CFL Pass

There's optimism, but hardly any time left, for CFL to launch a 2020 season

It is still a matter of if, not when the Canadian Football League plays a game in 2020.

However, if the federal government approves the league’s request for a $30-million, interest-free loan, everything else appears poised to fall into place and allow the league to schedule training camp, 27 regular season games, six playoff tilts and the Grey Cup game, all in a secure, bubble environment in Winnipeg.

The Public Health Agency of Canada signalled its approval of the league’s COVID-19 health and safety protocols during a teleconference on Friday, and that’s a major step in the right direction.

“From my perspective, from a public health perspective, we’re quite encouraged,” said Dr. Howard Njoo, deputy chief public health officer. “All the games would be played in a single hub city of Winnipeg, no fans in the stands, no contact with the general population and so on. So I think it’s looking very good. So from a pure technical assessment I think we are very comfortable with what’s been put forward.”

Njoo said the CFL proposal will be forwarded by the agency to the office of Health Minister Patty Hajdu, who must sign off if the league is to proceed to the Winnipeg bubble next month.

The Canadian Football League Players Association leadership followed up the positive news out of Ottawa with a hopeful message to the membership that began with four carefully chosen words: “We are making progress.”

They are in fact closer than ever to an unprecedented pact with the league, fuelling belief that a deal could be done within days if the federal funding domino falls. The CFLPA leadership told members it is awaiting word from the CFL and as a result, postponed a planned Friday conference call with team player reps.

“The government has still not responded to financial support, nor have they approved the return to play protocol,” the CFLPA said in its memo. “When we hear from the league, we will immediately reschedule our conference call with the player representatives. We will then convene a town hall meeting to provide you all with a full report.”

That leaves the players in a holding pattern for now, but “it’s not contentious,” according to a source. That’s reason for optimism, and another source said it’s possible the league could be in position to make an announcement by Tuesday.

If the money flows, the health and safety protocols are approved and a deal between the league and players follows, the CFLPA bargaining committee would submit the amended Collective Bargaining Agreement to the membership for a ratification vote, while the CFL would require approval from the league’s Board of Governors.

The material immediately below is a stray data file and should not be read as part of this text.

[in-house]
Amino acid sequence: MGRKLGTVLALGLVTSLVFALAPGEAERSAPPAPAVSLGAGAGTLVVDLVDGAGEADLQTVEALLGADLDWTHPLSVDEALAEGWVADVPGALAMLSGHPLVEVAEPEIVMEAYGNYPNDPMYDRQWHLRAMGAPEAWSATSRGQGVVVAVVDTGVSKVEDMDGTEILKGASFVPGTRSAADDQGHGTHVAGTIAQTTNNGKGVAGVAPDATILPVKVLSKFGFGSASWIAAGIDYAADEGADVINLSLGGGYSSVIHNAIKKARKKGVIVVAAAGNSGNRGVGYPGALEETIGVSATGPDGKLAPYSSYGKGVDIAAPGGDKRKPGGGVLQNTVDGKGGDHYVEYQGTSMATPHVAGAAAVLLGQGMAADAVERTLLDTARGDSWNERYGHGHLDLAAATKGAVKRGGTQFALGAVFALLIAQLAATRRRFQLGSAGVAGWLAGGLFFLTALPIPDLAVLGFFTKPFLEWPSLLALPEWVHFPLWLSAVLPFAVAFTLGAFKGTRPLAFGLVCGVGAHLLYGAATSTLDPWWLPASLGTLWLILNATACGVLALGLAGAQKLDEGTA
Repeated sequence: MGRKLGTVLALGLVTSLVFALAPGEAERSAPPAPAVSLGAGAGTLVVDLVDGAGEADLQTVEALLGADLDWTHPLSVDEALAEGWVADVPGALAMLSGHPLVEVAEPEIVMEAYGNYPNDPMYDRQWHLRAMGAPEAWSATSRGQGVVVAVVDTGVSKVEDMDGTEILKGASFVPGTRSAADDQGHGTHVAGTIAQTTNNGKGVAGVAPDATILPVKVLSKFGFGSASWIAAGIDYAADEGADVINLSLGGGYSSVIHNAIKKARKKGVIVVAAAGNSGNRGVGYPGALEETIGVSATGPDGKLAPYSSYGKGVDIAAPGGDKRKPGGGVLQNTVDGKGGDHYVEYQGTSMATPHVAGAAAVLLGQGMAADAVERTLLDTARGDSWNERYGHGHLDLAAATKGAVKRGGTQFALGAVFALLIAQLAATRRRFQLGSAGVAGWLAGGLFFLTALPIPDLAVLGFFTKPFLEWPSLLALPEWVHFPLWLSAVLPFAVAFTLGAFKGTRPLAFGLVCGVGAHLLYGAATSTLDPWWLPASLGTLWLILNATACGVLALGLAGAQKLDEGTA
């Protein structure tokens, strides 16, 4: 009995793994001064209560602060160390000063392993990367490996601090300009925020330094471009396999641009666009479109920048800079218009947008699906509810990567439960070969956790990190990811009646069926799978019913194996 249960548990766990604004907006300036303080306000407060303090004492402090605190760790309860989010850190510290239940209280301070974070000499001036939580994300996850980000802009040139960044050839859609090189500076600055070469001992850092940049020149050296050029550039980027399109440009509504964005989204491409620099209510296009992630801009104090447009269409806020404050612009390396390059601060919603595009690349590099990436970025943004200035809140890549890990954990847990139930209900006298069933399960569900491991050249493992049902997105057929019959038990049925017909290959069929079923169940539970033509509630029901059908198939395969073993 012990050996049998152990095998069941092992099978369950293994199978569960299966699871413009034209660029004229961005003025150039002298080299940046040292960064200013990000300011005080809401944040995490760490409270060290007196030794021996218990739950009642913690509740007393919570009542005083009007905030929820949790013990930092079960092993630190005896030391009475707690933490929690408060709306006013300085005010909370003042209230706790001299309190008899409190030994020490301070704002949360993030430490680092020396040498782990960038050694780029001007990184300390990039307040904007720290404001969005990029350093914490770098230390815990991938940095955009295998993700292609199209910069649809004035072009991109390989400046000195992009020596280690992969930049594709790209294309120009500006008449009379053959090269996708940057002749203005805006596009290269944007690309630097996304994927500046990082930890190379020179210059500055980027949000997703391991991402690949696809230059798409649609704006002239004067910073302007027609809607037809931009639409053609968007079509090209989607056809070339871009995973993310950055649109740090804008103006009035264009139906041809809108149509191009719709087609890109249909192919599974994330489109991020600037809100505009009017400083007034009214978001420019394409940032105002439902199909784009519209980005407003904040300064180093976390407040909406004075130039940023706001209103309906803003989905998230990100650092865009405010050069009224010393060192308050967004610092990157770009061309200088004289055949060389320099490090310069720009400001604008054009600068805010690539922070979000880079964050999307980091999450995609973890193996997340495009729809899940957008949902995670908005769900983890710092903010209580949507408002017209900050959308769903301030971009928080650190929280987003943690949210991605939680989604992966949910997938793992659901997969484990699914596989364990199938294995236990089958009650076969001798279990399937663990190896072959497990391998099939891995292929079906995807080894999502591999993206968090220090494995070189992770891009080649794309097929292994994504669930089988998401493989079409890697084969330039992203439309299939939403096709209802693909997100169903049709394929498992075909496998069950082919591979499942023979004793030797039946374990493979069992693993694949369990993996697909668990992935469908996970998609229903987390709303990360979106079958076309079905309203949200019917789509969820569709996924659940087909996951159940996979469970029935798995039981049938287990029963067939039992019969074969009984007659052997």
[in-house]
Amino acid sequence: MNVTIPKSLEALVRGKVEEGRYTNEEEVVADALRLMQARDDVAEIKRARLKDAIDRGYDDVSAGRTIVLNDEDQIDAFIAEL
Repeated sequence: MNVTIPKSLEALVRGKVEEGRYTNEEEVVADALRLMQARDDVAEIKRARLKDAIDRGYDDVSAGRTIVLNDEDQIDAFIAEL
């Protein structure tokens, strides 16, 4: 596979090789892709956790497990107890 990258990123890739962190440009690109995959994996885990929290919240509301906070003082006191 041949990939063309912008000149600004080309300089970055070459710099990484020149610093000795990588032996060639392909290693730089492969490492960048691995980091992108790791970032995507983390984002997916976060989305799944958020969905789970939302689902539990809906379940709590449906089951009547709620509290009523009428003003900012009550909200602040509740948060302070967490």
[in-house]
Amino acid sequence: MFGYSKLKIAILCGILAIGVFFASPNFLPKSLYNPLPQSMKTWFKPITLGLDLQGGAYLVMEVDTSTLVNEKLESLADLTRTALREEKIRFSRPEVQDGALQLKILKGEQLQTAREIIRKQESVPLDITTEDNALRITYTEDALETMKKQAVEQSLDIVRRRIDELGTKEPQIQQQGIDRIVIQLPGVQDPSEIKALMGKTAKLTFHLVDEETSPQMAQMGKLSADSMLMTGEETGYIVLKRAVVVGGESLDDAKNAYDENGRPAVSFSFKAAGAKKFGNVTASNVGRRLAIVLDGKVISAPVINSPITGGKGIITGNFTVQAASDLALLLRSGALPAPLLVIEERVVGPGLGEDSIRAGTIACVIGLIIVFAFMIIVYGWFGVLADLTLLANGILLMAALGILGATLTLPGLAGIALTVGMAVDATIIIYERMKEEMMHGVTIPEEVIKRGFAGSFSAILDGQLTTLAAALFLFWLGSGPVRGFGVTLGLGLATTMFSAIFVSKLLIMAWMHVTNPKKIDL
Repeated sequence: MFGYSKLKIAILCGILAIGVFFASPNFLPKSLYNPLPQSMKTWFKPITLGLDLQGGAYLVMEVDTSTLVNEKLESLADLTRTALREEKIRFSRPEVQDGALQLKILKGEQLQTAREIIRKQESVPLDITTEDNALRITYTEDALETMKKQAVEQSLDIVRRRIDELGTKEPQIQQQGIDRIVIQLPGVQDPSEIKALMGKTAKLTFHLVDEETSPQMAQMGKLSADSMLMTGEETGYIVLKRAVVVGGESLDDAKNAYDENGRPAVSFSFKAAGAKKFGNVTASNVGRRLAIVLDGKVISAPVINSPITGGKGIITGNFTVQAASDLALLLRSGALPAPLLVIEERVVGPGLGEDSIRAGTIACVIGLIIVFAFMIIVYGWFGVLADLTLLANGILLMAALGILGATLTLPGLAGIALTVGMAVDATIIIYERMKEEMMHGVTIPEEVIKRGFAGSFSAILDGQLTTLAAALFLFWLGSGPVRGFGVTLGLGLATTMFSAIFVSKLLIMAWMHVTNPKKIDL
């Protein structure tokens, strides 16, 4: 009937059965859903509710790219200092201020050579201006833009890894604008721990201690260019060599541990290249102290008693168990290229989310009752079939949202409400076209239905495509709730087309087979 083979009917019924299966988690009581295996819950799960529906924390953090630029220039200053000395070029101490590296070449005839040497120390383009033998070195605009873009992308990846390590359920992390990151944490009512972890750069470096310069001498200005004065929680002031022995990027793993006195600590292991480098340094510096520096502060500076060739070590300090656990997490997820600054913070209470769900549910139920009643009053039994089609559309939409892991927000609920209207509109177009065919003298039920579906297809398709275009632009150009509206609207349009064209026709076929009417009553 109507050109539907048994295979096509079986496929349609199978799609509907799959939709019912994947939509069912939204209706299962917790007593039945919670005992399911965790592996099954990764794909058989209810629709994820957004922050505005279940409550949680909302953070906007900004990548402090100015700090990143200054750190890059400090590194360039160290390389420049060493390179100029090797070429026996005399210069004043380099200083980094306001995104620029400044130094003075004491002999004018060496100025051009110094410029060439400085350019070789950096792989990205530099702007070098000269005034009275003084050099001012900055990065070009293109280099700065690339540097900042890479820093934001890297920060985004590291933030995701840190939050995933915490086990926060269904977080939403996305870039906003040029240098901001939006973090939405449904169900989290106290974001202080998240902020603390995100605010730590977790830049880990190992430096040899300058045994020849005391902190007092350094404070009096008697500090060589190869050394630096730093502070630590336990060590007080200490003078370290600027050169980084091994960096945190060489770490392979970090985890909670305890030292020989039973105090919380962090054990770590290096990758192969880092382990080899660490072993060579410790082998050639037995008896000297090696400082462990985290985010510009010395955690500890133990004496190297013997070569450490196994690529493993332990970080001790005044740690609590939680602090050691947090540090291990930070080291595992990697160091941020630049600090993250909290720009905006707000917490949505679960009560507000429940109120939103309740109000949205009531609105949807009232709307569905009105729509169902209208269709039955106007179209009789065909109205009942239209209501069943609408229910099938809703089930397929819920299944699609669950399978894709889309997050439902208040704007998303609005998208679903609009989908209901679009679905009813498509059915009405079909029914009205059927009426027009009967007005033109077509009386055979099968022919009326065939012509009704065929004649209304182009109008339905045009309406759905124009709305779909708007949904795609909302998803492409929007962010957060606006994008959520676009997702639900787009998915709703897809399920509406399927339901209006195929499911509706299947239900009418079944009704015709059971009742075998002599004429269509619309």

A source with knowledge of the negotiations between the CFL and CFLPA bargaining teams said Friday that only “a handful” of issues remain unresolved, and not all of them are financial. The two sides had to bargain their way through about 18 clauses of the current CBA, all of which needed amendment to accommodate a six-game schedule, rather than a normal 18-game campaign. The two sides still have to come to an agreement on a compensation package, which includes salary and pension benefits.

All the while, the clock continues to run down. One early scenario would have had players entering 14-day quarantines in their own homes on Saturday, in hopes of starting an eight-game regular season in mid-September. That’s off the table, and the league has been focused for weeks on a six-game campaign beginning in early October.

For the league to comply with its own health and safety protocols, players in the United States, Europe and Mexico will have to enter quarantine by the end of the month. A further seven-day isolation period and testing for COVID-19 would occur in the bubble in Winnipeg, then a training camp of 10 days to two weeks, a six-week regular season, two weeks set aside for playoffs, and a Grey Cup at the end of November.

It’s an expensive venture, and a $2.5-million pledge from the government of Manitoba will surely help the league pay for accommodations, meals and transportation. However, sources say the league is adamant that the season cannot proceed without funding from Ottawa.

And no matter how many other pieces are in play, that’s still the central issue. If the league’s request for funding is denied, there won’t be a season.

But there is optimism now where previously there was mostly doubt and uncertainty. It sounds like there is still too much to do in too short a time frame, but sources suggest the CFL is on the verge of pulling it off.

On Twitter: @sportsdanbarnes